Effective Date: July 26, 2009

The Consumer Loan Act requires that lenders making secured and unsecured loans be licensed by the Department of Financial Institutions (DFI). The Consumer Loan Act restricts certain loan provisions, requires disclosure of certain loan terms, requires a surety bond, and prohibits lenders from engaging in unfair and deceptive acts and practices. The Consumer Loan Act currently has an exception for banks, credit unions, pawnbrokers, and credit cards. There are not explicit exceptions for nonprofits.

Last year SB 6471 made all lenders subject to the Consumer Loan Act and did not specifically exclude nonprofit lenders. Thus nonprofit lenders could become subject to all of the requirements under the Act including the necessity of retaining a surety bond. The legislation adds an exception to the Consumer Loan Act for nonprofit housing organizations making loans under certain federal and state funded housing programs.

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SSB 5531 (chapter 371, Laws of 2009)
Consumer Protection Act

Effective Date: July 26, 2009

The Consumer Protection Act (CPA), first enacted in 1961, prohibits unfair or deceptive practices in trade or commerce. The act includes prohibitions on anti-competitive behavior and restraints on trade. The act may be enforced by private parties, the state, counties, municipalities, and all political subdivisions of the state.

In a lawsuit for a CPA violation, a prevailing plaintiff may recover (1) the actual damages sustained; (2) the costs of the suit; and (3) reasonable attorney's fees. Additionally, a court has the discretion to award additional damages in the amount of up to three times the actual damages sustained by the plaintiff. These discretionary treble damages are capped at $10,000 in superior court and $75,000 in district court.

To prevail on a private CPA claim, a plaintiff must show (1) an unfair or deceptive act or practice; (2) that occurs in trade or commerce; (3) a public interest; (4) injury to the plaintiff in the plaintiff's business or property; and (5) a causal link between the unfair or deceptive act and the injury suffered.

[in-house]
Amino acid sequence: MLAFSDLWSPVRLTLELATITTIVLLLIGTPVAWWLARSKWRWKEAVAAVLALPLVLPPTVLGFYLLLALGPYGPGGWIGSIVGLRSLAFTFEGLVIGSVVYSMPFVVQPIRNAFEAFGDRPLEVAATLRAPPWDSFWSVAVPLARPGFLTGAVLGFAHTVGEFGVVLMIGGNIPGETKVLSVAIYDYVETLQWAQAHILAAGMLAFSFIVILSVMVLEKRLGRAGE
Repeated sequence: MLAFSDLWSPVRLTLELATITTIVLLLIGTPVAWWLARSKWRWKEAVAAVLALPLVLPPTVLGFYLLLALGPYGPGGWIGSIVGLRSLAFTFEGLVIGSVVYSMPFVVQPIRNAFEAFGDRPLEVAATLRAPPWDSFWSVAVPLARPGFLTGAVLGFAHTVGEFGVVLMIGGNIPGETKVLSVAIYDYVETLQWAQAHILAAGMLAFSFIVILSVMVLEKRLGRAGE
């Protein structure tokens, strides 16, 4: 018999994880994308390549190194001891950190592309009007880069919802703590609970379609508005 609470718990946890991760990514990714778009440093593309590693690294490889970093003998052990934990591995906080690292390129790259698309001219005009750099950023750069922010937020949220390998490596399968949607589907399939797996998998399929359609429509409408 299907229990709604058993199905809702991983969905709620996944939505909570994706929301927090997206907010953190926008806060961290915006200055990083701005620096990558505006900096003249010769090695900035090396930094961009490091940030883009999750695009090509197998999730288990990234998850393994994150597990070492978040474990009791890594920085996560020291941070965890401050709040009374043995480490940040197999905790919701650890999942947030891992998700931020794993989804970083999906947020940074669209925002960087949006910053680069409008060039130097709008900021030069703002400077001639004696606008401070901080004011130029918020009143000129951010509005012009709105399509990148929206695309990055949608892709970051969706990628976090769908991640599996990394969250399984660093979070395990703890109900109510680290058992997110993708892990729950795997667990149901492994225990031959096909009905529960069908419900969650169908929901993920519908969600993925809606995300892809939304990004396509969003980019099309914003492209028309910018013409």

The bill changes the law so that in a lawsuit for a CPA violation, the district and superior courts have the discretion to award up to $25,000 in damages. In a private action claiming a CPA violation, a claimant may establish that the act or practice is injurious to the public because it: violates a statute which incorporates the CPA; violates a statute which contains a specific legislative declaration of public interest impact; or injured other persons, had the capacity to injure, or has the capacity to injure other persons.

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SSB 5723 (chapter 486, Laws of 2009)
Small Business Assistance

Effective Date: July 26, 2009

The Washington Small Business Development Center (SBDC) provides assistance, training, and support services to small businesses and entrepreneurs. The SBDC currently operates with federal funds and some state funds. Washington's Community Credit Needs Act, patterned after the federal Community Reinvestment Act (CRA), is intended to encourage depository institutions to help meet the credit needs of the communities in which they operate. Under both laws, a depository institution's record in helping meet the credit needs of its entire community is evaluated periodically. The new law states that for state chartered banks, contributions to local or statewide business assistance organizations must be considered in assessing the bank's performance in meeting community credit needs.